The umpire said that if there had been an assistant umpire, then the serve would have been legal. And sure enough, in Tong Tong's next and final crossover match (for third and fourth), the same umpire was sent out. I requested a second umpire, and it was approved. Tong Tong went back to his regular service motion, neither umpire warned or faulted him, and he won the match.

One of the more experienced umpires explained to me later what almost for certain happened here. The current rules say that the umpire must be satisfied that the server is serving legally. However, the wording used to be that the umpire must see that the server is serving legally, and this had been misinterpreted as saying that the umpire must see the ball throughout the service motion. Because of this common misinterpretation, the wording was changed from "see" to "satisfied." It is likely that the umpire was going by the misinterpretation of the previous rule. I actually feel bad for the umpire - he must realize by now that he made a mistake, and that Tong Tong's serve was completely legal. Calling the service rule is by far the hardest thing to do in umpiring, and I don't envy their jobs. 

Alas, we'll never know what would have happened in that match had the umpire not improperly intervened. The two were about as evenly matched as possible; they had played earlier in the tournament in a different event, and that time Tong Tong had been up 10-8 match point before losing deuce in the fifth. It's possible the service interruptions hurt the opponent's focus as well. Without the service problem, it might have been another deuce-in-the-fifth battle. Who knows.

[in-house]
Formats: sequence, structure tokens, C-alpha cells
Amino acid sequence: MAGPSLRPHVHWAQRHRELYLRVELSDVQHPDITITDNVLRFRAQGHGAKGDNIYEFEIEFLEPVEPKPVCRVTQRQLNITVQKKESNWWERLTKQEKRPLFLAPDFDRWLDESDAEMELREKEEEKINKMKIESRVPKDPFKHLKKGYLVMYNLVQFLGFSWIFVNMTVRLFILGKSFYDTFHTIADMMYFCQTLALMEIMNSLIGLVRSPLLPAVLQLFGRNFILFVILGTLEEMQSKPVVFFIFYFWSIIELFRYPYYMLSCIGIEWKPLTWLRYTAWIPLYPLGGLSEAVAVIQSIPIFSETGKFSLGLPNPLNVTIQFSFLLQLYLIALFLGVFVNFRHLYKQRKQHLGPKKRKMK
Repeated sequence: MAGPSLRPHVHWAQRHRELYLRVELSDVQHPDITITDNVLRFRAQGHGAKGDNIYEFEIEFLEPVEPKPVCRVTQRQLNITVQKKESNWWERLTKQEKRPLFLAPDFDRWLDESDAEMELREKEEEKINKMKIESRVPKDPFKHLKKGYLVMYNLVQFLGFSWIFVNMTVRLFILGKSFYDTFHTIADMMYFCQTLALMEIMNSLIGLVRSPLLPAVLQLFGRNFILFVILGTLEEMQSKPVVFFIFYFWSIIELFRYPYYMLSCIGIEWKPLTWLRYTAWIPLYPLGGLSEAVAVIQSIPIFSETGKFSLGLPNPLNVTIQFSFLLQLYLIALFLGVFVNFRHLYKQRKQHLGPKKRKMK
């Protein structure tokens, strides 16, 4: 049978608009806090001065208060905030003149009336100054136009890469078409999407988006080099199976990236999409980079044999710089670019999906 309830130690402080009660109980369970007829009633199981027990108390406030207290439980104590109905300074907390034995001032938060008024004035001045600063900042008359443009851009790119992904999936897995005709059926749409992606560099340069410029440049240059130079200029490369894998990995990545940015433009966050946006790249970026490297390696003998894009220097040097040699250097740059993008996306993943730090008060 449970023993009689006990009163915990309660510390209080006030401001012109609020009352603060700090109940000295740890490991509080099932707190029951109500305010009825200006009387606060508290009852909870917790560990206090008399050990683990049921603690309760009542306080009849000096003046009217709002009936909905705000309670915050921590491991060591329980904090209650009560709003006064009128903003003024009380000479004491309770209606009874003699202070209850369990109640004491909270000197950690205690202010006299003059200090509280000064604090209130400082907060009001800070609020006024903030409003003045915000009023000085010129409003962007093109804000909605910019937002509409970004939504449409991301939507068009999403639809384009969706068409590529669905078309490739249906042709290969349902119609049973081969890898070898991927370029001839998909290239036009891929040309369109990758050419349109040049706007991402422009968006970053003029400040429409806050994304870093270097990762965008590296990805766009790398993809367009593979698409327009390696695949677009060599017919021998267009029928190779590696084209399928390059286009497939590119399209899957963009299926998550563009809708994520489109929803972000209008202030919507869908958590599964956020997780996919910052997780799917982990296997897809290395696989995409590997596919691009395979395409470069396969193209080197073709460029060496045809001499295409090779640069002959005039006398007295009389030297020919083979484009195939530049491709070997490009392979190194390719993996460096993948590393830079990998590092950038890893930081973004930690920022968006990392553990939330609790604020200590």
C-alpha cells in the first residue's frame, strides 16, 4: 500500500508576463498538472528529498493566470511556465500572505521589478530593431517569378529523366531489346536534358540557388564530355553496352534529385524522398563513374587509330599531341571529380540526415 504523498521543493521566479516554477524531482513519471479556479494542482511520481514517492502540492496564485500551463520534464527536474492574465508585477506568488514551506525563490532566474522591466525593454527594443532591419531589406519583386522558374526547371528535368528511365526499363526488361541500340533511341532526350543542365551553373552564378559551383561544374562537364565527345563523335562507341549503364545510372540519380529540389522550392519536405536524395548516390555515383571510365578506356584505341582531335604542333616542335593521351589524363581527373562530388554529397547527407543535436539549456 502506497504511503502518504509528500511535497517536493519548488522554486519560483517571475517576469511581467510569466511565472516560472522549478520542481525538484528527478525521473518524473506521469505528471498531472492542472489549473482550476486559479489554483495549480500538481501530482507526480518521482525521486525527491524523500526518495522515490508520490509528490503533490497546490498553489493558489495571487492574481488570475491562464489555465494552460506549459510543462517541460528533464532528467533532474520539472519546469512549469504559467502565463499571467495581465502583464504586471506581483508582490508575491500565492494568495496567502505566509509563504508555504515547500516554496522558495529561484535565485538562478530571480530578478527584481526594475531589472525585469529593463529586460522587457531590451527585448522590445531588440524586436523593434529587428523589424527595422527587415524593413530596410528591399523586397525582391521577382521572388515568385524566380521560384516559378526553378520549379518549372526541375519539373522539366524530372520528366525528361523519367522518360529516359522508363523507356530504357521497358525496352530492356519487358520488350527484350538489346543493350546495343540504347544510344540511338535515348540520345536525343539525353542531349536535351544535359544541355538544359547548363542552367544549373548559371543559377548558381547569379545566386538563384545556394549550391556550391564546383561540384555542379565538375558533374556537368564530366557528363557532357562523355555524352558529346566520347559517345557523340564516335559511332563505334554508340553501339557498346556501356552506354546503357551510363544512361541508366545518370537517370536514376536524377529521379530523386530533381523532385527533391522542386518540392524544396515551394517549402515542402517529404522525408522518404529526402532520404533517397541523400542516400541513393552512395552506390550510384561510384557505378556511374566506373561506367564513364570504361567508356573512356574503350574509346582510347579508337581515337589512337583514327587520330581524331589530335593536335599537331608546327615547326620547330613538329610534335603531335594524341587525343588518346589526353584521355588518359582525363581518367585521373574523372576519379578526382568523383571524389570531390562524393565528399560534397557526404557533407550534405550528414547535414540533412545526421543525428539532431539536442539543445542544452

Regardless of that match, the cadets this year were without a doubt the strongest ever in U.S. history in terms of depth. Players that made the team a few years ago likely wouldn't have made the final twelve this year. Congratulations to the four team members - Teddy Tran, Kanak Jha, Tong Tong Gong, and Kunal Chodri!

Sandpaper

I was primarily coaching Tong Tong Gong. However, I was also coaching Ty Hoff in the sandpaper event - yes, I'm now a "professional sandpaper coach" - but he unfortunately lost in the semifinals. I also coached several others.

Table Tennis Videos from Elie

Here's a series of short table tennis coaching videos from Coach Elie Zainabudinova from the Gilbert Table Tennis Center. (Some of them start with a short advertisement.)

Table Tennis Dance